Woman's admission that she saw the ice proves fatal to her slip-and-fall case

By Sara McCleary | Oct 26, 2017

HARRISBURG – The state Superior Court has affirmed a trial court’s dismissal of a lawsuit filed by a woman who slipped and fell in a parking lot.

The decision, filed Oct. 17, affirmed the trial court’s summary judgment in favor of Kardango Inc., Dr. Luis C. Gonzalez and Parkway Medical Office. 

Appellant Donna Buccialia had filed the lawsuit Feb. 21, 2014, seeking damages for injuries she had sustained after slipping and falling in a parking lot belonging to the defendants in February 2012.

Buccialia had alleged that the defendants had been negligent in allowing snow and ice to accumulate in the parking lot despite owing her a duty of care. 

Judge Mary Jane Bowes   Courtesy of the Unified Judicial System of Pennsylvania

The trial court found that because by Buccialia’s own admission, she was aware of the ice and snow covering the parking lot before walking on it, she was aware of the risk and proceeded anyway, thus negating any duty of care owed to her. 

It granted the defendants’ motion for summary judgment, dismissing the complaint.

On appeal, Buccialia claimed the trial court erred in granting summary judgment, arguing that the court had based its decision on the conclusion that she had been a trespasser on the property.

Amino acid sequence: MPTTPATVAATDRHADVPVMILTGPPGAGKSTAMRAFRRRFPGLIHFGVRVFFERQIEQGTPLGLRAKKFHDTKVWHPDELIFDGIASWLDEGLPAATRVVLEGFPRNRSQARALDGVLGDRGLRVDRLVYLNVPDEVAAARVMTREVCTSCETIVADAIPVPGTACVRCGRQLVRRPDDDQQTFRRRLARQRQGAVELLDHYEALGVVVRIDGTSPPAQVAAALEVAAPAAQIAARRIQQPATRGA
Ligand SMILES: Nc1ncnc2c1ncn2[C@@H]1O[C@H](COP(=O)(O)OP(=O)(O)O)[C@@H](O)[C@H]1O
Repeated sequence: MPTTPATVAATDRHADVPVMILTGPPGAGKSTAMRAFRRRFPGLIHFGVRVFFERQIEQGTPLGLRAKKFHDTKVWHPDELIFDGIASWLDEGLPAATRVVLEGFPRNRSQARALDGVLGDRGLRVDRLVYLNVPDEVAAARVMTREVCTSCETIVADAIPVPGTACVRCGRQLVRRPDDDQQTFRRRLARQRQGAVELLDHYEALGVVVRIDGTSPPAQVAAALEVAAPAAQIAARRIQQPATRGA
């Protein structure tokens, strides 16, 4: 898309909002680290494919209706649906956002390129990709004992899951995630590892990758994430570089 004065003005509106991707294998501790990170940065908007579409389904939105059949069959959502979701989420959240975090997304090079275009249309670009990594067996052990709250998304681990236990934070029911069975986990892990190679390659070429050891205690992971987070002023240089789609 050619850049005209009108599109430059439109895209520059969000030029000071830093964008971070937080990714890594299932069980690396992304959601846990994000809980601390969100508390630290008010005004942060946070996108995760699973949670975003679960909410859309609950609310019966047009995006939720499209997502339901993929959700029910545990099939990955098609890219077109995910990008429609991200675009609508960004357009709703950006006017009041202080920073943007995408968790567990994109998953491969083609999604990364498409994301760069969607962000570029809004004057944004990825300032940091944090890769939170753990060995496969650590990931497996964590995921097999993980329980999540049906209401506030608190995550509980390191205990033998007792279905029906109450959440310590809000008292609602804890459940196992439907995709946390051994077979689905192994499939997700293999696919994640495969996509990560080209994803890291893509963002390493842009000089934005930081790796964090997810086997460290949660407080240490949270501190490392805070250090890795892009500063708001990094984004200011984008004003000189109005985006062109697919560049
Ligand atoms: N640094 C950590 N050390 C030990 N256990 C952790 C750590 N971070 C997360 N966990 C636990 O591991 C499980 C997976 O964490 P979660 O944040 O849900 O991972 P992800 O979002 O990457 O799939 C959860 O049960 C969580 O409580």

According to Judge Mary Jane Bowes’ written opinion, Buccialia’s “position on appeal is that there is a genuine issue of material fact as to whether she was a trespasser or a licensee when she slipped and fell” on the defendants’ property. As a licensee, she was owed a duty of care, she argued.

The appeals court, however, disagreed. 

“Appellant fails to recognize that whether she was a trespasser or a licensee is immaterial to her right to recover,” Bowes wrote. 

“Assuming, arguendo, that she had permission to walk on the parking lot and her status was that of licensee, Appellees still did not owe her a duty of care.”

As in the trial court’s decision, the appeals court found that whether Buccialia had been a trespasser or licensee, her admission that she saw the snow and ice but decided to walk through the parking lot anyway eliminated any duty of care the landowners may have owed to her.

“Since Appellant knew of the condition of the land and the risk of falling on ice, Appellees, as possessors of land, did not ower her a duty of care,” Bowes wrote.

Judges Kate Ford Elliott and Carl A. Solano concurred in the decision.

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